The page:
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Jing Xiong Institute of Pathology, Department of Pathophysiology, Tongji Hospital
Institute of Pathology, Department of Pathophysiology, Tongji Hospital

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Pan Zeng Institute of Pathology, Department of Pathophysiology, Tongji Hospital

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Xue Cheng Institute of Pathology, Department of Pathophysiology, Tongji Hospital

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Sen Miao Institute of Pathology, Department of Pathophysiology, Tongji Hospital

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Le Wu Institute of Pathology, Department of Pathophysiology, Tongji Hospital

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Sheng Zhou Institute of Pathology, Department of Pathophysiology, Tongji Hospital

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Ping Wu Institute of Pathology, Department of Pathophysiology, Tongji Hospital

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Duyun Ye Institute of Pathology, Department of Pathophysiology, Tongji Hospital

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Embryo implantation involves a complex regulatory network of steroid hormones, inflammatory cytokines, and immune cells. Lipoxin A4 (LXA4), a biologically active eicosanoid with specific anti-inflammatory and pro-resolving properties, was recently found to be a novel modulator of estrogen receptor α (ERα). In this study, we investigated the potential role of LXA4 in implantation. We found that LXA4 blocked embryo implantation in mice and significantly reduced the expression of inflammatory mediators associated with uterine receptivity and embryo implantation, including corticotropin-releasing factor (CRF), cyclooxygenase 2-derived prostaglandin I2 and prostaglandin E2, leukemia inhibitory factor, and interleukin 6, but this effect was independent of LXA4 receptor. Subsequent investigation revealed enhanced ERα activity in the uteri of LXA4-treated mice during the peri-implantation period. ERα and phosphorylated ERα were significantly increased following LXA4 treatment. Finally, it was demonstrated that the inhibitory effect of LXA4 on embryo implantation was mediated through ERα. In the presence of the ERα antagonist ICI 182 780, LXA4 failed to block embryo implantation. LXA4 also failed to inhibit CRF expression. These results suggested that LXA4 blocks embryo implantation by controlling ERα activity, and this effect appeared to be related to the suppression of the inflammatory microenvironment necessary for implantation.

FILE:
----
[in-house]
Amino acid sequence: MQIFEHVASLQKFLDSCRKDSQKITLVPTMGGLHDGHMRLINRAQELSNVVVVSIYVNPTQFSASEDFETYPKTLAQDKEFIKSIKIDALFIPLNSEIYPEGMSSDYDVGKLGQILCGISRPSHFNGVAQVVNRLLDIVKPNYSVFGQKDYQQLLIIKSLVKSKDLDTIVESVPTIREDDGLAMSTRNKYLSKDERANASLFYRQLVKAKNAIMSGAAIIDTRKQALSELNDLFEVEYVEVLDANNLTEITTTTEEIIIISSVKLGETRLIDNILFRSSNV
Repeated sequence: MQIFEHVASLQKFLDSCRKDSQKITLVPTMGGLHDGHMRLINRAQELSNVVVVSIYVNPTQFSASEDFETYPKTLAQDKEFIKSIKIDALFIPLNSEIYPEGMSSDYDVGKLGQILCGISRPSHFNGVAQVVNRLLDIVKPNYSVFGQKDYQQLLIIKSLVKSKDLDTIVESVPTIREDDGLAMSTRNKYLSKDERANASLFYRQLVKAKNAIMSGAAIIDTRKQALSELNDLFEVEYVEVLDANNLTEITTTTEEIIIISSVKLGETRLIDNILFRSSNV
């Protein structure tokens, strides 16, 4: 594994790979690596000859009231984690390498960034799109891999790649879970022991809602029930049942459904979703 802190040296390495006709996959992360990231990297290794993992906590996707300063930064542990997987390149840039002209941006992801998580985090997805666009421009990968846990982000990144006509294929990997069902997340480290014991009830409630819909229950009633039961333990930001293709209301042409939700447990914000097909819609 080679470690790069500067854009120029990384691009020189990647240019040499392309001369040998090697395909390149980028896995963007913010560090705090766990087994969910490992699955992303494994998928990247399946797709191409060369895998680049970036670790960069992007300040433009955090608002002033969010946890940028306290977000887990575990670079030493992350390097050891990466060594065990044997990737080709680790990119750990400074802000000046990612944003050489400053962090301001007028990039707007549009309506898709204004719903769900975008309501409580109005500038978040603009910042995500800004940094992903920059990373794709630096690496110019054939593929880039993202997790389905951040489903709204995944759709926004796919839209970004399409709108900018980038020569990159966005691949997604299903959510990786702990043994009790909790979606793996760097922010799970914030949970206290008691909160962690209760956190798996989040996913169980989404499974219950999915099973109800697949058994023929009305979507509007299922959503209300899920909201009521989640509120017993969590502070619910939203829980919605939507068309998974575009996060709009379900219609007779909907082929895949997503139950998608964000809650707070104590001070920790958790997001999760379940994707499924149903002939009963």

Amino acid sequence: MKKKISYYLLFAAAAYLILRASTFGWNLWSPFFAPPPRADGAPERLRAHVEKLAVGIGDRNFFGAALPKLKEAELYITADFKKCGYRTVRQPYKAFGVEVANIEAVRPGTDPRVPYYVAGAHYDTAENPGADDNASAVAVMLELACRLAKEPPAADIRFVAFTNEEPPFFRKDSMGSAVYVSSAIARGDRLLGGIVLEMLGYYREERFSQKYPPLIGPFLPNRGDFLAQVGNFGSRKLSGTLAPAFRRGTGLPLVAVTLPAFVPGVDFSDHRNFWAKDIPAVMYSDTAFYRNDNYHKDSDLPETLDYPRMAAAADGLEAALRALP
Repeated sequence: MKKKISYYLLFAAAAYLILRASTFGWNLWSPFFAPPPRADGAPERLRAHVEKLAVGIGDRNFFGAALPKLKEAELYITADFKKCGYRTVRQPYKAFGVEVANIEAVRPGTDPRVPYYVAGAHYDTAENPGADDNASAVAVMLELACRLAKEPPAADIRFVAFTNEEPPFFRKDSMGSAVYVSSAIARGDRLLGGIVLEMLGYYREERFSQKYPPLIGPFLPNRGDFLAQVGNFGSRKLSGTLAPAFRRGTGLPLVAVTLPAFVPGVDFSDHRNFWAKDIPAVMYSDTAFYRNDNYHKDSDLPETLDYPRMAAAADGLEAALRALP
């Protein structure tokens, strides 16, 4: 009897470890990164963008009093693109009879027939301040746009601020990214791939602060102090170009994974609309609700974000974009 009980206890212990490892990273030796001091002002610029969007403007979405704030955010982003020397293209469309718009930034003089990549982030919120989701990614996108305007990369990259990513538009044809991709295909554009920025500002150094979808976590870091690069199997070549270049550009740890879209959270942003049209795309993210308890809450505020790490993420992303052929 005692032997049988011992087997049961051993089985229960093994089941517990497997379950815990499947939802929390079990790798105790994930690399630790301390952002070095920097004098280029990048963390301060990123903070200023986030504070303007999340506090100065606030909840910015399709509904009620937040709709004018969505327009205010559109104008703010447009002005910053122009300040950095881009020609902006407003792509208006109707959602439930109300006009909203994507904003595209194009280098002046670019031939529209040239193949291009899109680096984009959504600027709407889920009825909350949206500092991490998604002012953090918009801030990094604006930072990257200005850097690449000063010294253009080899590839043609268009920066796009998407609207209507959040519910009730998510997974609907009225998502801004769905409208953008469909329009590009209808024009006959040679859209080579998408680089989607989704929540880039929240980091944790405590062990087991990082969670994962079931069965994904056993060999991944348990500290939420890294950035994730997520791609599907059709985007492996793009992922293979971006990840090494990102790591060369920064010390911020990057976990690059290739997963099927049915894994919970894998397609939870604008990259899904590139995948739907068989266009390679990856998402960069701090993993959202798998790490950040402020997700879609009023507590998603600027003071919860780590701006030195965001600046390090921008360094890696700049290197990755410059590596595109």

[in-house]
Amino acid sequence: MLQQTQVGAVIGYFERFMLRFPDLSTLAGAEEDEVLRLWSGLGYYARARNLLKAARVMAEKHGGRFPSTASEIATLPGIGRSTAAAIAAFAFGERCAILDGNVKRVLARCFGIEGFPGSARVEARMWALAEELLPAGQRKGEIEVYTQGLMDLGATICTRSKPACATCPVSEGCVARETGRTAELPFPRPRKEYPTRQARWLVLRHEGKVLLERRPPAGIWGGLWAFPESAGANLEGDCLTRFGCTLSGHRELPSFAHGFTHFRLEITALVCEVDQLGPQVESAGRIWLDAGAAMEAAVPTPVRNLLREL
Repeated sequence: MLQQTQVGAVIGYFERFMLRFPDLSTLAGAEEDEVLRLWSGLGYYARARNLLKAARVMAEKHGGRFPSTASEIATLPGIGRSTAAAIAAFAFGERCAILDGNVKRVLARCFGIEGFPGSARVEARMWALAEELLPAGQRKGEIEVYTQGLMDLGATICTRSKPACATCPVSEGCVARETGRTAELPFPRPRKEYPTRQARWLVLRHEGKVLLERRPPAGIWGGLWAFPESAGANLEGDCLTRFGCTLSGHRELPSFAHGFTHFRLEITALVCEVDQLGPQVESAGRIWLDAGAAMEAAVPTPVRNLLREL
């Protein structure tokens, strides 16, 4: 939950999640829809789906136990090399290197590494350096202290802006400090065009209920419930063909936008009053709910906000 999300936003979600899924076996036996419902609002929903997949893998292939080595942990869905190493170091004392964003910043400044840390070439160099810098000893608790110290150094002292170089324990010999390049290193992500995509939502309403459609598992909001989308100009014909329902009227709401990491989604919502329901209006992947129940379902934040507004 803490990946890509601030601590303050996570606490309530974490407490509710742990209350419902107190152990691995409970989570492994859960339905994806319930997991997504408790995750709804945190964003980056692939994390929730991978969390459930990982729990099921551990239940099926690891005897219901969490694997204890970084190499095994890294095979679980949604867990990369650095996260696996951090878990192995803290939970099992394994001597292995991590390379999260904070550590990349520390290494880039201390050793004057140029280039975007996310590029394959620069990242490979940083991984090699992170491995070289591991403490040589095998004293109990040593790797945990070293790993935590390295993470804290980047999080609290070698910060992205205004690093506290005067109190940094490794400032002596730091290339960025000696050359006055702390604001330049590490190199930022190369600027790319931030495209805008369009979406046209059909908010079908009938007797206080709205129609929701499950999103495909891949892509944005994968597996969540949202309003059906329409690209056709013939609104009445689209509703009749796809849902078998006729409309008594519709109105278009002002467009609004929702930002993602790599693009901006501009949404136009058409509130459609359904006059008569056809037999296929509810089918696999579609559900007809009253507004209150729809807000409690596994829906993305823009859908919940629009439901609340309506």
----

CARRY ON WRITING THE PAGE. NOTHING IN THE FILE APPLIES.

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Canxin Wen Center for Reproductive Medicine, Department of Obstetrics and Gynecology, Sun Yat-Sen Memorial Hospital, Sun Yat-Sen University, Guangzhou, China
State Key Laboratory of Reproductive Medicine and Offspring Health, Center for Reproductive Medicine, Institute of Women, Children and Reproductive Health,Shandong University, Jinan, Shandong, China
Guangdong Provincial Clinical Research Center for Obstetrical and Gynecological Diseases, Guangzhou, China